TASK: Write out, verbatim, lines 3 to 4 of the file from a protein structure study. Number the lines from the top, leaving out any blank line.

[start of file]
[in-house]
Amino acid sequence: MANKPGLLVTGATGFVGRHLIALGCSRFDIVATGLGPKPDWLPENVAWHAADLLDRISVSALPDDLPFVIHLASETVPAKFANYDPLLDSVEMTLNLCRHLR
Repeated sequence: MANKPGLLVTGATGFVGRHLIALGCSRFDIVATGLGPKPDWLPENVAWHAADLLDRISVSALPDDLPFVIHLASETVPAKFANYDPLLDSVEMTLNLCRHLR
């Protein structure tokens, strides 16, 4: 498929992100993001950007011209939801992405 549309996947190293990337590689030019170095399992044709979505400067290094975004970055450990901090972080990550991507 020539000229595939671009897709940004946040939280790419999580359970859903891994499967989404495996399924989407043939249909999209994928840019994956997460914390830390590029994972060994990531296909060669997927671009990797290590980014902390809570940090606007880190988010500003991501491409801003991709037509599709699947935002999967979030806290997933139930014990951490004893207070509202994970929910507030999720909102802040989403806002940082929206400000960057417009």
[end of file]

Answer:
Repeated sequence: MANKPGLLVTGATGFVGRHLIALGCSRFDIVATGLGPKPDWLPENVAWHAADLLDRISVSALPDDLPFVIHLASETVPAKFANYDPLLDSVEMTLNLCRHLR
């Protein structure tokens, strides 16, 4: 498929992100993001950007011209939801992405 549309996947190293990337590689030019170095399992044709979505400067290094975004970055450990901090972080990550991507 020539000229595939671009897709940004946040939280790419999580359970859903891994499967989404495996399924989407043939249909999209994928840019994956997460914390830390590029994972060994990531296909060669997927671009990797290590980014902390809570940090606007880190988010500003991501491409801003991709037509599709699947935002999967979030806290997933139930014990951490004893207070509202994970929910507030999720909102802040989403806002940082929206400000960057417009």